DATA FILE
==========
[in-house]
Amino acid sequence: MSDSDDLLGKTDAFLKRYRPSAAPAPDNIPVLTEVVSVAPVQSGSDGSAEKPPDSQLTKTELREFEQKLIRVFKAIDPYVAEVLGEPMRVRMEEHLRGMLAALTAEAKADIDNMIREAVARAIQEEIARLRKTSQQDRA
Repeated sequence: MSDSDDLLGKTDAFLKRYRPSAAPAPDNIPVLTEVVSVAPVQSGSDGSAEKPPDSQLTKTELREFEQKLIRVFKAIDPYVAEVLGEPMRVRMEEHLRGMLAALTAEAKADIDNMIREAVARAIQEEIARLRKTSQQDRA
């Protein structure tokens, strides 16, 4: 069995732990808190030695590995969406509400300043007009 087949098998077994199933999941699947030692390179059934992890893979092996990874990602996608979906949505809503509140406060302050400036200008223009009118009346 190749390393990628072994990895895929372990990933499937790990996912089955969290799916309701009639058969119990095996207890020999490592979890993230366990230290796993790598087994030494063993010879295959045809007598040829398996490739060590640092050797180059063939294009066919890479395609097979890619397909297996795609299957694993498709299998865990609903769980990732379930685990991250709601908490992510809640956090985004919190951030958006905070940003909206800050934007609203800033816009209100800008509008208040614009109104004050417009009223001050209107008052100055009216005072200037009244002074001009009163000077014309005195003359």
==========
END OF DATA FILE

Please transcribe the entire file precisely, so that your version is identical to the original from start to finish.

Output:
[in-house]
Amino acid sequence: MSDSDDLLGKTDAFLKRYRPSAAPAPDNIPVLTEVVSVAPVQSGSDGSAEKPPDSQLTKTELREFEQKLIRVFKAIDPYVAEVLGEPMRVRMEEHLRGMLAALTAEAKADIDNMIREAVARAIQEEIARLRKTSQQDRA
Repeated sequence: MSDSDDLLGKTDAFLKRYRPSAAPAPDNIPVLTEVVSVAPVQSGSDGSAEKPPDSQLTKTELREFEQKLIRVFKAIDPYVAEVLGEPMRVRMEEHLRGMLAALTAEAKADIDNMIREAVARAIQEEIARLRKTSQQDRA
């Protein structure tokens, strides 16, 4: 069995732990808190030695590995969406509400300043007009 087949098998077994199933999941699947030692390179059934992890893979092996990874990602996608979906949505809503509140406060302050400036200008223009009118009346 190749390393990628072994990895895929372990990933499937790990996912089955969290799916309701009639058969119990095996207890020999490592979890993230366990230290796993790598087994030494063993010879295959045809007598040829398996490739060590640092050797180059063939294009066919890479395609097979890619397909297996795609299957694993498709299998865990609903769980990732379930685990991250709601908490992510809640956090985004919190951030958006905070940003909206800050934007609203800033816009209100800008509008208040614009109104004050417009009223001050209107008052100055009216005072200037009244002074001009009163000077014309005195003359």